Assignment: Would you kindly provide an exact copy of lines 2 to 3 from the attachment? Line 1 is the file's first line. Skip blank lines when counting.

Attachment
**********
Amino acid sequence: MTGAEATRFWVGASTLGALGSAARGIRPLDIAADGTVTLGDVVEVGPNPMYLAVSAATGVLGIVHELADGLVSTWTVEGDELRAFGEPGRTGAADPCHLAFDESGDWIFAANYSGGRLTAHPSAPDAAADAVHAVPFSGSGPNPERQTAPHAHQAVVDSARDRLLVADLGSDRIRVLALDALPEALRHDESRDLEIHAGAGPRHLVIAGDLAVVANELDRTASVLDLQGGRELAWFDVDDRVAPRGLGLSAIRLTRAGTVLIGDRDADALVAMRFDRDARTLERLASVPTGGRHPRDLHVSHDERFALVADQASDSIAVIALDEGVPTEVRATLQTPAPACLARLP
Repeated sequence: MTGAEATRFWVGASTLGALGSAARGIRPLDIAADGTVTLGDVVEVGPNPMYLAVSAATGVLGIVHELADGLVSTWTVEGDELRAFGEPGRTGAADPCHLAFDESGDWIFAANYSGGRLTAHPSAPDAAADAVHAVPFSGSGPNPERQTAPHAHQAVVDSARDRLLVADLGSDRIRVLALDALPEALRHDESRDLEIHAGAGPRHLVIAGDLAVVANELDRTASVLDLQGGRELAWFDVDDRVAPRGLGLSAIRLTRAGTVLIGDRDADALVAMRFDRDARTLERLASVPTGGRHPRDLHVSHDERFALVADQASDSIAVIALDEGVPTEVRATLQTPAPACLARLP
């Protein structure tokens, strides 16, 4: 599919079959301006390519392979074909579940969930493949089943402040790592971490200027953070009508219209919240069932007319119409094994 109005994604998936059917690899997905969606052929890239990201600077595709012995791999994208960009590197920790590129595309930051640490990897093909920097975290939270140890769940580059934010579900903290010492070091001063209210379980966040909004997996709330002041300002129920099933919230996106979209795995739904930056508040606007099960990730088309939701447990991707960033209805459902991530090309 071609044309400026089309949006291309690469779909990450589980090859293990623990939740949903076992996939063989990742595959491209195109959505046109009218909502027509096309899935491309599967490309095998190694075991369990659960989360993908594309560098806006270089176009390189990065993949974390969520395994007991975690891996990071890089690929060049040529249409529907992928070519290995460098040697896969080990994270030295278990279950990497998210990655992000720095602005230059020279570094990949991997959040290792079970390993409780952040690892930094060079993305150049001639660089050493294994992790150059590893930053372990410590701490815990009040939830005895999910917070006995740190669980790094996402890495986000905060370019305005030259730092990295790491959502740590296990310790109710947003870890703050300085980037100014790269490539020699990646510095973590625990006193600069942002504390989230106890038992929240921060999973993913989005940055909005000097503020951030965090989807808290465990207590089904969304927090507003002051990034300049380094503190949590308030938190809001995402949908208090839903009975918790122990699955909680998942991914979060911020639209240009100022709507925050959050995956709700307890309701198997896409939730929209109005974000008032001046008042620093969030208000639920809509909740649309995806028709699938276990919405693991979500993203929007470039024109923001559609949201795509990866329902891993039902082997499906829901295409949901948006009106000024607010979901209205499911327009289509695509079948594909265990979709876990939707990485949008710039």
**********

Repeated sequence: MTGAEATRFWVGASTLGALGSAARGIRPLDIAADGTVTLGDVVEVGPNPMYLAVSAATGVLGIVHELADGLVSTWTVEGDELRAFGEPGRTGAADPCHLAFDESGDWIFAANYSGGRLTAHPSAPDAAADAVHAVPFSGSGPNPERQTAPHAHQAVVDSARDRLLVADLGSDRIRVLALDALPEALRHDESRDLEIHAGAGPRHLVIAGDLAVVANELDRTASVLDLQGGRELAWFDVDDRVAPRGLGLSAIRLTRAGTVLIGDRDADALVAMRFDRDARTLERLASVPTGGRHPRDLHVSHDERFALVADQASDSIAVIALDEGVPTEVRATLQTPAPACLARLP
């Protein structure tokens, strides 16, 4: 599919079959301006390519392979074909579940969930493949089943402040790592971490200027953070009508219209919240069932007319119409094994 109005994604998936059917690899997905969606052929890239990201600077595709012995791999994208960009590197920790590129595309930051640490990897093909920097975290939270140890769940580059934010579900903290010492070091001063209210379980966040909004997996709330002041300002129920099933919230996106979209795995739904930056508040606007099960990730088309939701447990991707960033209805459902991530090309 071609044309400026089309949006291309690469779909990450589980090859293990623990939740949903076992996939063989990742595959491209195109959505046109009218909502027509096309899935491309599967490309095998190694075991369990659960989360993908594309560098806006270089176009390189990065993949974390969520395994007991975690891996990071890089690929060049040529249409529907992928070519290995460098040697896969080990994270030295278990279950990497998210990655992000720095602005230059020279570094990949991997959040290792079970390993409780952040690892930094060079993305150049001639660089050493294994992790150059590893930053372990410590701490815990009040939830005895999910917070006995740190669980790094996402890495986000905060370019305005030259730092990295790491959502740590296990310790109710947003870890703050300085980037100014790269490539020699990646510095973590625990006193600069942002504390989230106890038992929240921060999973993913989005940055909005000097503020951030965090989807808290465990207590089904969304927090507003002051990034300049380094503190949590308030938190809001995402949908208090839903009975918790122990699955909680998942991914979060911020639209240009100022709507925050959050995956709700307890309701198997896409939730929209109005974000008032001046008042620093969030208000639920809509909740649309995806028709699938276990919405693991979500993203929007470039024109923001559609949201795509990866329902891993039902082997499906829901295409949901948006009106000024607010979901209205499911327009289509695509079948594909265990979709876990939707990485949008710039």